Strategic autonomy in the face of competing US and China technology strategies: a European perspective (IFRI)

Authors: Laurence NARDON, (ed.) , Sofia BOURNOU, Jean-François BUREAU, Pierre GIRARD, André LOESEKRUG-PIETRI, Éric-André MARTINJohn SEAMAN, Mathilde VELLIET, Marion WELLES | Technology Strategies in China and the United States, and the Challenges for European Companies | Etudes de l’Ifri | Published October 2020

As international relations are increasingly reorganized around the US-China rivalry, the tensions between these two great powers are shaping a growing number of sectors, and the exchange of sensitive technologies in particular. This is a critical issue for European companies today. 

Indeed, European companies, as manufacturers, importers and exporters, risk finding themselves at the heart of the deepening technological competition opposing the United States and China (Éric-André Martin).

The United States has a long history of using multiple regulatory instruments in managing the export of dual-use technologies, in particular towards China. Even beyond the Trump administration’s aggressive positions, these regulations are expanding and increasingly strict, hinting at a potential protectionist technological warfare (Pierre Girard).

Despite China’s progress in innovation (5G, artificial intelligence, Internet of Things), and an expansion of measures meant to protect intellectual property rights both for domestic and foreign firms, Beijing’s predatory industrial practices and the weight of the Chinese Communist Party on the economy and society clearly live on (John Seaman).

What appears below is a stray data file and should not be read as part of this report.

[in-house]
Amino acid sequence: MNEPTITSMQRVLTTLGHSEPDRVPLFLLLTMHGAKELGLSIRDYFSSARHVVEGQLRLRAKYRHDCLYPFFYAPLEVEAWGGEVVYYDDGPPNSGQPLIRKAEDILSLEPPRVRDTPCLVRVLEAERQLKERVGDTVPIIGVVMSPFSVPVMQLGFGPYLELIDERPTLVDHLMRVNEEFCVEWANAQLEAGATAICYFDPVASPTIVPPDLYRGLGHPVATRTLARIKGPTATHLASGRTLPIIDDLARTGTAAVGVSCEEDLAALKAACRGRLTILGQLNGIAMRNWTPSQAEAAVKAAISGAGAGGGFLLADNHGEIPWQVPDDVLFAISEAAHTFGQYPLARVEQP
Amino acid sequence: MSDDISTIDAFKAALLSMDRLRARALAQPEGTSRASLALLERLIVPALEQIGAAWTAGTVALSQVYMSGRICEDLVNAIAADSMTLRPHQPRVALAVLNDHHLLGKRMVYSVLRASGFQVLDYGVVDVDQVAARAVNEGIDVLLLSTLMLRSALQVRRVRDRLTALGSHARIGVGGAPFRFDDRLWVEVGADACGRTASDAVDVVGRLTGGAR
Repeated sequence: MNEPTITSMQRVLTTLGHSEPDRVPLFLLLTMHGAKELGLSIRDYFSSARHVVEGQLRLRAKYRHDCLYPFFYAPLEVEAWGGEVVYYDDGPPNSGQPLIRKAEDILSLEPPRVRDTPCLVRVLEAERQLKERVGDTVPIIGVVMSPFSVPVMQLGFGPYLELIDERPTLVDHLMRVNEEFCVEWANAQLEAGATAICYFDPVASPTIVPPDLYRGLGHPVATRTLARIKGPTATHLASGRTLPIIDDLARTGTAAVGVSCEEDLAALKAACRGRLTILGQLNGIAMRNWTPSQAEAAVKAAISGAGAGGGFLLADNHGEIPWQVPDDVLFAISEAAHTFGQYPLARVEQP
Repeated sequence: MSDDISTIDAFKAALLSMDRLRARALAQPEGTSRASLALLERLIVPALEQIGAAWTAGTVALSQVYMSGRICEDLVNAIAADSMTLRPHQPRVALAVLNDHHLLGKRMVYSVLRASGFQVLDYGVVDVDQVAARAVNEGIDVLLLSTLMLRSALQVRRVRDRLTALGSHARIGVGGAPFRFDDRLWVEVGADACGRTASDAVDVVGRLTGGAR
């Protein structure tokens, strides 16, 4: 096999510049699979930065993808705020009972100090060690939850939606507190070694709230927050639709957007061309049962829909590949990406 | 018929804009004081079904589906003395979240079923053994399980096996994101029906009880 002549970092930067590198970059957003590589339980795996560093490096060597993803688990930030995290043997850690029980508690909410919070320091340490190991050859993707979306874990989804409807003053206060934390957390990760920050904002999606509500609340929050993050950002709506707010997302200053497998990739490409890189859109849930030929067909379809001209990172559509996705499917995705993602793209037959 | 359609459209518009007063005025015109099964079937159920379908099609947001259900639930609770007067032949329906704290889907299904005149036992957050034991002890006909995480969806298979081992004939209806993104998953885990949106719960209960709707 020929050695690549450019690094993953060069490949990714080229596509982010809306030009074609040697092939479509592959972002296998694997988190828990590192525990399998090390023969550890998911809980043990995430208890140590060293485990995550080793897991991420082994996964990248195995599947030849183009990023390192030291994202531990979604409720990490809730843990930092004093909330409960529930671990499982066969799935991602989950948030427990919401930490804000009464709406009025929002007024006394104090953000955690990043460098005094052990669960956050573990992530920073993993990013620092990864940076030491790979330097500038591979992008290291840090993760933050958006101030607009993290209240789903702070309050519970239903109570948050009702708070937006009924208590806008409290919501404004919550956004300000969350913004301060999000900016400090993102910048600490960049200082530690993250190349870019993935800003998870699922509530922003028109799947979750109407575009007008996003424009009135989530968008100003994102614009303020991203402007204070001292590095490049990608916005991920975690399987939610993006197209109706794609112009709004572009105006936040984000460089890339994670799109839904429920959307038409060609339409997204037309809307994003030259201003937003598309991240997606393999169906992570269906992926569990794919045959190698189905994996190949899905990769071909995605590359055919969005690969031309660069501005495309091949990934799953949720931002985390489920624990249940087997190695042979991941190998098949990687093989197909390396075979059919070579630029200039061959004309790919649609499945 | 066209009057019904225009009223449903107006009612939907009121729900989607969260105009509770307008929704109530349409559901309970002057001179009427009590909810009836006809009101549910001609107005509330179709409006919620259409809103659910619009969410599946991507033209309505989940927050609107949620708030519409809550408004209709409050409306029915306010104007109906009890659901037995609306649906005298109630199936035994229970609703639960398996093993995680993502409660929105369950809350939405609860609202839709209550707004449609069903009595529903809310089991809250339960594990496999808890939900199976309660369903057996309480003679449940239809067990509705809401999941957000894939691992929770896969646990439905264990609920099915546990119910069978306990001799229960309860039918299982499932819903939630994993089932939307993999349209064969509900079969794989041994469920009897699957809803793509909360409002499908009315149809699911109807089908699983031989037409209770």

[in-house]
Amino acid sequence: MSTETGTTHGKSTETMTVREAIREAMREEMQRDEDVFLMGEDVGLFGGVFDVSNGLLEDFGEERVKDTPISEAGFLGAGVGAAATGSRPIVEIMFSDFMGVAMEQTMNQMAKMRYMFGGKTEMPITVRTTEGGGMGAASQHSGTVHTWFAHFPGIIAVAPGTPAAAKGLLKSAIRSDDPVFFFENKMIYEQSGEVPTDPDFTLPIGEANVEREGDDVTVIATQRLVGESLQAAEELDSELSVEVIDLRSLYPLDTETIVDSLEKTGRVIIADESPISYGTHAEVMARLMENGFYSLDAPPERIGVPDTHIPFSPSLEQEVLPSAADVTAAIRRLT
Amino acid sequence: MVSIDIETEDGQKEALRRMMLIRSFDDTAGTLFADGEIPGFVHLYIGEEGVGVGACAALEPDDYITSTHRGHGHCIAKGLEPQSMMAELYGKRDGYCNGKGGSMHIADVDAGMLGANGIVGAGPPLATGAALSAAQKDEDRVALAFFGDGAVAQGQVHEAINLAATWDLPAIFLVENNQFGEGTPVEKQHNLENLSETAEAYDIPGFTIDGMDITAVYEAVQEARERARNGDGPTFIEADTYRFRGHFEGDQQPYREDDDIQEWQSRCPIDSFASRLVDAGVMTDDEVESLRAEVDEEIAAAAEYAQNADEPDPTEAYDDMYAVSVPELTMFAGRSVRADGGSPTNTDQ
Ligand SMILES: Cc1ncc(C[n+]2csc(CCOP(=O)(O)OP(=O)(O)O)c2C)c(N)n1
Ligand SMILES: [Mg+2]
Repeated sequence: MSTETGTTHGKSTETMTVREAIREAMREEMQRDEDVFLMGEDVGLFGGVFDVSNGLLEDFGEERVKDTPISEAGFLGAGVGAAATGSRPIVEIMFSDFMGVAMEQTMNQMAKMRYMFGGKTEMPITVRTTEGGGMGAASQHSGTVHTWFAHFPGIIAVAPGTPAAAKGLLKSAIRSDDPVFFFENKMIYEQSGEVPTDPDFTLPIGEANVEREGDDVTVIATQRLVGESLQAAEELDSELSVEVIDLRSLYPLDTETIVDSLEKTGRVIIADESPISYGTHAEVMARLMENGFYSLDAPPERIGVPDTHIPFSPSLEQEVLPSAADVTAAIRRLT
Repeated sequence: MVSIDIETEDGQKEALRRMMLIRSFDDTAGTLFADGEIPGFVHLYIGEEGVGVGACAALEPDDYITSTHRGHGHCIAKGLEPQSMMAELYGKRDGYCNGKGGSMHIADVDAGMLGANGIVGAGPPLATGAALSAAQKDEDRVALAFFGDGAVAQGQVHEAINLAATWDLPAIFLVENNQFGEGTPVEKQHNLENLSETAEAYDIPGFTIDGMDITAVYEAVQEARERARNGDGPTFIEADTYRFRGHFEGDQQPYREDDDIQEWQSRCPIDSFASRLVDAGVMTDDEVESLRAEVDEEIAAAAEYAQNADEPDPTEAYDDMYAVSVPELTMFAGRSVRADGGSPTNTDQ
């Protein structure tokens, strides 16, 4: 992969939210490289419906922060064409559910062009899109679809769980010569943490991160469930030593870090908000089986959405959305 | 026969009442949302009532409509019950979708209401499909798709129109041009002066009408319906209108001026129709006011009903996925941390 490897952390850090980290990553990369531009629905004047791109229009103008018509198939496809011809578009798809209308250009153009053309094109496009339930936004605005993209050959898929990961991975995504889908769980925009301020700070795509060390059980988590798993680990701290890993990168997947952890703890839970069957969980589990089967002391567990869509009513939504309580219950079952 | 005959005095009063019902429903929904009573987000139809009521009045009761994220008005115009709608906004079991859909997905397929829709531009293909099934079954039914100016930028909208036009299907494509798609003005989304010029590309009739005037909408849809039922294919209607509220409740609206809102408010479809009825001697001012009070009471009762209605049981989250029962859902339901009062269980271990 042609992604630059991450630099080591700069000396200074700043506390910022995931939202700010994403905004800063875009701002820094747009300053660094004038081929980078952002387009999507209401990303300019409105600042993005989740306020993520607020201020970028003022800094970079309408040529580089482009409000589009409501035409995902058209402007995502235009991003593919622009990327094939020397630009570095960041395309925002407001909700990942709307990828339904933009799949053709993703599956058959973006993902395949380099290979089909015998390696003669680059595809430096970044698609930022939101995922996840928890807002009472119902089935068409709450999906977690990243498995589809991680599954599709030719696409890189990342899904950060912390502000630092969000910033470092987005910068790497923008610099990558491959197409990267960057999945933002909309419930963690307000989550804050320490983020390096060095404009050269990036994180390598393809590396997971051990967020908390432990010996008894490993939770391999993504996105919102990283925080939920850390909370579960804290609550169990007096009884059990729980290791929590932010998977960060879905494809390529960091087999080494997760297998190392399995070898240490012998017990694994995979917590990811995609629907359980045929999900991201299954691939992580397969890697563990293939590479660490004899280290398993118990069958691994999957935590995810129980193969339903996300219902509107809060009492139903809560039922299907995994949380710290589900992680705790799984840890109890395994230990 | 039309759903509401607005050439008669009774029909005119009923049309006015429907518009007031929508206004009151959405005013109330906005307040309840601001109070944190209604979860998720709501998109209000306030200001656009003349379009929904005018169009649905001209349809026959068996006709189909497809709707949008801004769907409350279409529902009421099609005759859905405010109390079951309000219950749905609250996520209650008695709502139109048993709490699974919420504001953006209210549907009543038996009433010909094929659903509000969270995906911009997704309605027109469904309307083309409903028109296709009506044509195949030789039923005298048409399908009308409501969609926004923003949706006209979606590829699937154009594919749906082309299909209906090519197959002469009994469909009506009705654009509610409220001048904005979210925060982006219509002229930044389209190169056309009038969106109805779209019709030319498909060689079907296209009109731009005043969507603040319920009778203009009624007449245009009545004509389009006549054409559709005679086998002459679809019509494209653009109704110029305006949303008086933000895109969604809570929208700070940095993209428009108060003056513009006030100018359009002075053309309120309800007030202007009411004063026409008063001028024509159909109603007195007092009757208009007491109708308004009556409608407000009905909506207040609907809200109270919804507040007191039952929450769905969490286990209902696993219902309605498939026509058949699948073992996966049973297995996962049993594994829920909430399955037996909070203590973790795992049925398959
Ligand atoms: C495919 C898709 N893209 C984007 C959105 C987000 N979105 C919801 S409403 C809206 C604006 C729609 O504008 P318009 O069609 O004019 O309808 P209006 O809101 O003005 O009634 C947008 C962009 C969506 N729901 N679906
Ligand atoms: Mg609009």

French and European companies are thus hindered both by the prohibition of re-exporting American technologies and products enacted by Washington and by Beijing’s ‘predatory practices’.

How much leeway do European companies have? What role should the European Union (EU) play in the face of such challenges? Since 2016, new propositions to reform the EU export-control regime regulating dual-use items are being intensely debated (Sofia Bournou).

The three chapters of this report examine the norms currently in place in the United States, China, and Europe, and delve more deeply into specific case studies: the battle between the Trump administration and Huawei (Marion Welles), the problems facing European companies in China (Laurence Nardon and Mathilde Velliet), and the case of the communications satellites (Jean-François Bureau).

The conclusion of this report draws up a list – of great interest for decision-makers – of the infrastructures and technologies that will be critical for European strategic autonomy in the years to come (André Loesekrug-Pietri).

Comments by Mike Scrafton

An invaluable introduction to the complex and critical struggle for technological superiority which will the characterise the geopolitical environment for decades to come. This is a race which will have crucial implications for not just military technology but dominance in commercial and trade spaces. This report sets out all the key issues and addresses the question of how the EU could maintain strategic autonomy in the face of this competition between China and the US.

While Australia will be on the sidelines, or at best a small niche player in technological innovation, no country will be able to avoid making technology choices – or to avoid the economic consequences of national security-driven trade and technology transfer policies.

Highly recommended reading in its entirety.

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